June 25, 2010 — -- Consumers will be significantly affected by the financial reform agreement that was hammered out between House and Senate lawmakers last night. Described by some as the biggest financial reform since the Great Depression, the bill, if passed, would overhaul many of the rules that govern relationships between financial institutions and consumers.
"It's historic legislation," says Michael Calhoun, president of the Washington-based Center for Responsible Lending. "It's a big win for consumers."
The agreement reached by congressional negotiators during the night represents a compromise between a bill that passed the House last December and the version proposed by the Senate earlier this summer. Votes by the House and Senate are expected next week.
What do the reforms really mean for consumers? All the details have not yet been released, but here are some of the big changes identified by consumer advocates and political experts so far:
A Bureau of Consumer Financial Protection, an independent regulator housed within the Federal Reserve, would consolidate oversight of a wide variety of financial products, including mortgages, credit cards and payday loans. Responsibility for these areas is currently scattered across a variety of government agencies, and experts say that creating a single supervisor will help make financial products easier to understand and not take unfair advantage of borrowers.
"The creation of this consumer bureau is really important," says Ellen Bloom, director of Federal Policy at Consumers Union. "Consumers have suffered plenty during this financial crisis and now they have an entity that's watching out for them."
If you get turned down for a loan because of your credit score, or are offered an interest rate you deem too high, you would have the right to see the score your lender is working with, for free. Consumers Union's Bloom says consumers may currently see their report, but don't have access to their score. She adds this provision will help consumers understand whether their lenders' concerns are legitimate.
Why does it matter? "Credit scores tell you how much you should be paying for a loan," says CRL's Calhoun. "It's creates transparency."
Stricter Mortgage Practices
A hodge podge of state regulations on mortgages will be brought under a national yardstick.
Among the changes: consumers with adjustable-rate mortgages and other complicated mortgage products would no longer have to pay pre-payment penalties if they want to pay off their mortgage early. Consumers currently pay penalties that make it more expensive – and sometimes impossible – for them to switch out of their loans if they feel they have been given a bad deal. Consumers say current practices stifle competition and give lenders an incentive to sell unfair ARMs.
In addition, the bill will prohibit brokers and bankers from earning bonuses based on the type of loan they sell, which would reduce the incentive to write higher-risk loans.
"That's huge," says Calhoun. "This is one of the biggest reforms. It's a return to the kind of mortgage lending we had 20 years ago,before all this garbage started," he says.
Merchants have complained for years that Visa and MasterCard's rules about debit cards put them at a disadvantage. The reform would address many of these complaints, giving store owners a victory over card issuers, and to some extent over consumers.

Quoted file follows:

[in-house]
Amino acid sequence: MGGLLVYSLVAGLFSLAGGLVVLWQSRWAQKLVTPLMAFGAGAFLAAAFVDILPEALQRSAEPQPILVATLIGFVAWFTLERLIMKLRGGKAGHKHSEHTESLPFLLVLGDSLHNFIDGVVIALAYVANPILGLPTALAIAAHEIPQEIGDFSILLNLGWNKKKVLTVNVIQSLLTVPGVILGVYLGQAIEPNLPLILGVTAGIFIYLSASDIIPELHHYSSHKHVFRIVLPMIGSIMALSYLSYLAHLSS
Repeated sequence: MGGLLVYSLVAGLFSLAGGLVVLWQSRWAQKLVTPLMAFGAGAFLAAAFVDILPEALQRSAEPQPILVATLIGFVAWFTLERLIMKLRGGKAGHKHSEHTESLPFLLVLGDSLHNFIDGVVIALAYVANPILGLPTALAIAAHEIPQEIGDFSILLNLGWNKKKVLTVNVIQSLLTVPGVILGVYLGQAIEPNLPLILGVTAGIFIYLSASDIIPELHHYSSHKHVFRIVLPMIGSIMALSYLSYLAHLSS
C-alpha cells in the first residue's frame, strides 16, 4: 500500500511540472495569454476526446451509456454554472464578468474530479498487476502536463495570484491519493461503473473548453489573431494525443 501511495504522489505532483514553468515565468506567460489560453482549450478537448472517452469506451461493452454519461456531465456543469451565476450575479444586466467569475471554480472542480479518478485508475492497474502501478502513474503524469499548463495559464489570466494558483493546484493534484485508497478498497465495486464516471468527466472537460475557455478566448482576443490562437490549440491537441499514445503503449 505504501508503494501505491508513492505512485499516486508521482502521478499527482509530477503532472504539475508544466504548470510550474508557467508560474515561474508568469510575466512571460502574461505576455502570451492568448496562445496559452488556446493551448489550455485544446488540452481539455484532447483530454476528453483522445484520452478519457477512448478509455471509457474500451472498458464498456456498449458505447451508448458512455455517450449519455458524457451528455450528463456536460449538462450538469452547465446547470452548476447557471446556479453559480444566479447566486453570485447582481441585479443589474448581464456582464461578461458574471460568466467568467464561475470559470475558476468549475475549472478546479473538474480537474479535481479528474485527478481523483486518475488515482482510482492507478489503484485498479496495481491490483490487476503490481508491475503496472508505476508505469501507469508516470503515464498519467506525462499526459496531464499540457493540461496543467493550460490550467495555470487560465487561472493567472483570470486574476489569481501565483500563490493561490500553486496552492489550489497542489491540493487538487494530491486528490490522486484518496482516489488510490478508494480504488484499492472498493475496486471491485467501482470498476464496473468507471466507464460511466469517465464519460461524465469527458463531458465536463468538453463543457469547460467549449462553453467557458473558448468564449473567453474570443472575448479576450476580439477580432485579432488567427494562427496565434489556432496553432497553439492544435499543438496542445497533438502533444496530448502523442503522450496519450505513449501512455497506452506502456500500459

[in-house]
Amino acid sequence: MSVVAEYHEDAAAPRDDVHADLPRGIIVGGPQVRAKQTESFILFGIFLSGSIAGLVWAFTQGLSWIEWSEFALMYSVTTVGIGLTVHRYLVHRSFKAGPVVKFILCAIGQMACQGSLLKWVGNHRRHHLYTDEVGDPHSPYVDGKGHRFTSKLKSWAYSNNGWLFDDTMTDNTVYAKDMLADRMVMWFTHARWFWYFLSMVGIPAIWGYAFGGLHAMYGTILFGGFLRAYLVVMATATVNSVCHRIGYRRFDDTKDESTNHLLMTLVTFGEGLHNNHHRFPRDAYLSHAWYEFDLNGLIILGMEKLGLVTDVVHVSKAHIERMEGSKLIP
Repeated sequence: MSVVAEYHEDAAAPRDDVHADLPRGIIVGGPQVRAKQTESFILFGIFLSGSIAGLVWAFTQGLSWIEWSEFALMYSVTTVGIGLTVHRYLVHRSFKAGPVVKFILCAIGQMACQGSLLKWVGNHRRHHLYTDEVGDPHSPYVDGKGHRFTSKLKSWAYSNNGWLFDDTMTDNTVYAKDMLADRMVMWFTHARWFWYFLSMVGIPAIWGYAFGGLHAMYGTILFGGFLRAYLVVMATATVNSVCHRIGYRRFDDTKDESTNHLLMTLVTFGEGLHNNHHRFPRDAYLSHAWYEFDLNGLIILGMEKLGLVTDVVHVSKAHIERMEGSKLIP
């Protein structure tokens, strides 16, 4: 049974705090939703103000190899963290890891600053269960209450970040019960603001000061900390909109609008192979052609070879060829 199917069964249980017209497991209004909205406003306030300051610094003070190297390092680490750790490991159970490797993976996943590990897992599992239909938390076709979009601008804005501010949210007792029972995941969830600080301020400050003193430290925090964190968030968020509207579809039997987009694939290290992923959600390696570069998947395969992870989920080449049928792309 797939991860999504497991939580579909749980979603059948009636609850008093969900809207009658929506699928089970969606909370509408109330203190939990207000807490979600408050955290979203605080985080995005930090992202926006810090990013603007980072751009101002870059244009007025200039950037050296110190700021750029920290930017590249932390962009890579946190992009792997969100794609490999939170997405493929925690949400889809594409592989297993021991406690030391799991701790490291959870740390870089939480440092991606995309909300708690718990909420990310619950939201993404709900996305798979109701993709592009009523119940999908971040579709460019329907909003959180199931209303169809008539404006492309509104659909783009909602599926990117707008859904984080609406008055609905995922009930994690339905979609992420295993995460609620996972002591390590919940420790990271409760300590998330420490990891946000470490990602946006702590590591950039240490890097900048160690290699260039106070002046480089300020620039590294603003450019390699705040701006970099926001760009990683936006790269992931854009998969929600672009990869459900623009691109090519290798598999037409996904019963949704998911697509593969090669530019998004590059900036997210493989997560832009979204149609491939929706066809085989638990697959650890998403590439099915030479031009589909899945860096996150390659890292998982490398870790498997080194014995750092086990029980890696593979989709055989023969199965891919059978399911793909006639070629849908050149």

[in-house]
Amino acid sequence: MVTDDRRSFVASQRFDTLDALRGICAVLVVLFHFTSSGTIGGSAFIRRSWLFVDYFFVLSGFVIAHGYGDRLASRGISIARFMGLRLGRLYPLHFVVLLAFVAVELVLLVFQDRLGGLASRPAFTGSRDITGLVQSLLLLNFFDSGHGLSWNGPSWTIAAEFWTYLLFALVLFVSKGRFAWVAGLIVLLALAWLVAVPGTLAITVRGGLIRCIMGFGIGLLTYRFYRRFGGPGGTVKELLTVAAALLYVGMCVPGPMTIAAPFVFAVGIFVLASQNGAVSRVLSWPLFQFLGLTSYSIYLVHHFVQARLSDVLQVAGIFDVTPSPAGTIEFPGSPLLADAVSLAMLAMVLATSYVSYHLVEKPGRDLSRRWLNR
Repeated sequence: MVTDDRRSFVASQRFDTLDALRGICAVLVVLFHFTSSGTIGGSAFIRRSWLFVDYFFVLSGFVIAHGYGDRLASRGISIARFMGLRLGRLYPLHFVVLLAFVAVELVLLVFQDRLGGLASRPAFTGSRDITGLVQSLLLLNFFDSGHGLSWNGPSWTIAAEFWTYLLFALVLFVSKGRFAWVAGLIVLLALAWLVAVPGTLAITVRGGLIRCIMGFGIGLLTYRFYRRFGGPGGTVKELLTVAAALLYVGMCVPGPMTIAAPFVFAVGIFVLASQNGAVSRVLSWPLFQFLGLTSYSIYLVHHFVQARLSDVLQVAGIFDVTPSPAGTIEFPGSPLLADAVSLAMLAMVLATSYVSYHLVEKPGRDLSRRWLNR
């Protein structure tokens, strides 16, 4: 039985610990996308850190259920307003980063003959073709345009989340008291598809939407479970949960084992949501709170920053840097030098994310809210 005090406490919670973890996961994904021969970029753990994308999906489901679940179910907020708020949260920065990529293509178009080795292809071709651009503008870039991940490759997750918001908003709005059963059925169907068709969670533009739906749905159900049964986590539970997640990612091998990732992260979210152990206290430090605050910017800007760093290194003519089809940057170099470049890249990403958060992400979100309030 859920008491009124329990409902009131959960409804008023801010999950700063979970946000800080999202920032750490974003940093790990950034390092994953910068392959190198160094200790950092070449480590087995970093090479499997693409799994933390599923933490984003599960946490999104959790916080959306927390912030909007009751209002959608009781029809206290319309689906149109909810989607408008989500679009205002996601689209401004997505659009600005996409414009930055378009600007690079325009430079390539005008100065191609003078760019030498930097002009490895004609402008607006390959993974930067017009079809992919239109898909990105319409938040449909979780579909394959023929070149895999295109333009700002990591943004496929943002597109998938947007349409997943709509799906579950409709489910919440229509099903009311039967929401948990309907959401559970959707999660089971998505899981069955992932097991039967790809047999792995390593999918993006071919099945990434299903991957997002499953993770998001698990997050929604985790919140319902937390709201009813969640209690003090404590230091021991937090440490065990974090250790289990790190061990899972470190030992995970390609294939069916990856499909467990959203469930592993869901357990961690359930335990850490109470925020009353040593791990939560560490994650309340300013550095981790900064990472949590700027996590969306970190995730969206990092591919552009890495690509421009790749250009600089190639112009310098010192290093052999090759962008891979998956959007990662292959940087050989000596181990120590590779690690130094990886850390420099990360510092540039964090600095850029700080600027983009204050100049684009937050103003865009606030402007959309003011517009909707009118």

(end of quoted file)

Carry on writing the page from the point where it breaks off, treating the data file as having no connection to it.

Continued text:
Store owners would be allowed to set minimums on credit card transactions – up to $10 -- which they are currently not allowed to do. For consumers, this likely means no more $1.50 packs of gum, which can cost the vendor more than $2 in swipe fees.
"Consumers may feel some sympathy on this issue, but if you take away their ability to use their cards anywhere, anytime, they're not going to be happy," says Gerri Detweiler, a credit advisor at Credit.com.
The bill would also allow the Federal Reserve to make sure that card issuers are charging "reasonable and proportional" fees, which is likely to bring down costs to store owners, and potentially could also reduce prices for consumers.
Some lawmakers had hoped to put auto lenders under the eye of the Bureau of Consumer Financial Protection, but the agreement leaves them under the Federal Trade Commission. However, the FTC has been given more powers to "develop and enforce new rules to protect consumers from unfair and abusive auto financing transactions," according to the Consumers Union.
Wall Street Reforms
A range of other, intricate financial regulations are meant to reform some of Wall Street's aggressive business practices with the aim of preventing a repeat of the financial crisis.
One of the biggest changes involves the creation of an Office of Credit Ratings, which is meant to supervise rating agencies such as Moody's and Standard and Poor's, and prevent conflicts of interest that may sway credit ratings issued to companies. The bill also allows investors to sue credit agencies, according to the Consumers Union.
The credit rating agencies attracted criticism during the crisis, for allegedly assigning positive ratings to risky investments.
Other big reforms involve stricter regulation of how CEOs are paid and forcing derivatives to be traded on public exchanges. Lax practices in those areas are widely blamed for the financial debacle of the past three years.
In that regard, experts say, even archane trading rules will have a direct effect on consumers.
"All of us are harmed immensely when we have a financial crisis," says Doug Elliott, an economics fellow at the Brookings Institution. If banks had been adequately regulated before the crisis, many Americans who are unemployed today would still have jobs. This bill, he says, can't prevent future crises since financial systems are just as fallible as the humans who run them. However, the bill, if passed, "will make crises less frequent, and less substantive when they do happen."